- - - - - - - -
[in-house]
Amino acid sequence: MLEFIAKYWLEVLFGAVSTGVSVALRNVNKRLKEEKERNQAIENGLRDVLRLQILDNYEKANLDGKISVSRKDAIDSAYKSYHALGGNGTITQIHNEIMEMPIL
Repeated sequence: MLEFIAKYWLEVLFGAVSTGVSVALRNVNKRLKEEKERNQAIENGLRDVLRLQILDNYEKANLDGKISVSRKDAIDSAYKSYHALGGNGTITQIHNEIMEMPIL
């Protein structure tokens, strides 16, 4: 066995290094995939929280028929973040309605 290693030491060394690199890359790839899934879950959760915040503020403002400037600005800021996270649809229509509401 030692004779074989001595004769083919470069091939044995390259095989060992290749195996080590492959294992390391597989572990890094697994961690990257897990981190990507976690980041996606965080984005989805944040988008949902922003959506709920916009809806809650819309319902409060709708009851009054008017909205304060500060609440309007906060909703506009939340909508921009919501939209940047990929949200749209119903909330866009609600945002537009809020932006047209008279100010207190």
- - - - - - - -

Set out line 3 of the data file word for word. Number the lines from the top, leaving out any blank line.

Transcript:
Repeated sequence: MLEFIAKYWLEVLFGAVSTGVSVALRNVNKRLKEEKERNQAIENGLRDVLRLQILDNYEKANLDGKISVSRKDAIDSAYKSYHALGGNGTITQIHNEIMEMPIL